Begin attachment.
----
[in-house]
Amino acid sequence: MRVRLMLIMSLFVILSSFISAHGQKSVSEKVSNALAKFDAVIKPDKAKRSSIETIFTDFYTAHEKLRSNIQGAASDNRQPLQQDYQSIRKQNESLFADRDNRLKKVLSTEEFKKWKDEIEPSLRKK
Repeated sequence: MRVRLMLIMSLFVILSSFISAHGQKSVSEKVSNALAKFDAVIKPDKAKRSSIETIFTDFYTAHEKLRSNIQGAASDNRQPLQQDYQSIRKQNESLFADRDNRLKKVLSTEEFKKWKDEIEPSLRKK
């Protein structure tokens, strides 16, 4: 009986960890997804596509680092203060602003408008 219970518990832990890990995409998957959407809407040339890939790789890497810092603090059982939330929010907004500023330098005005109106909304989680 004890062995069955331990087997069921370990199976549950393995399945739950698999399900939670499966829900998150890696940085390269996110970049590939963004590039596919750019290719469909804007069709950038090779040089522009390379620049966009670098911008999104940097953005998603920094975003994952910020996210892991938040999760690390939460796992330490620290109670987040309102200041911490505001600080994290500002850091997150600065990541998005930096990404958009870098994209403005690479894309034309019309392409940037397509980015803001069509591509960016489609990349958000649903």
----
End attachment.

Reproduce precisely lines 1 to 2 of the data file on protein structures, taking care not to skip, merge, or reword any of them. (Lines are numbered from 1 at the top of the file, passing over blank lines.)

[in-house]
Amino acid sequence: MRVRLMLIMSLFVILSSFISAHGQKSVSEKVSNALAKFDAVIKPDKAKRSSIETIFTDFYTAHEKLRSNIQGAASDNRQPLQQDYQSIRKQNESLFADRDNRLKKVLSTEEFKKWKDEIEPSLRKK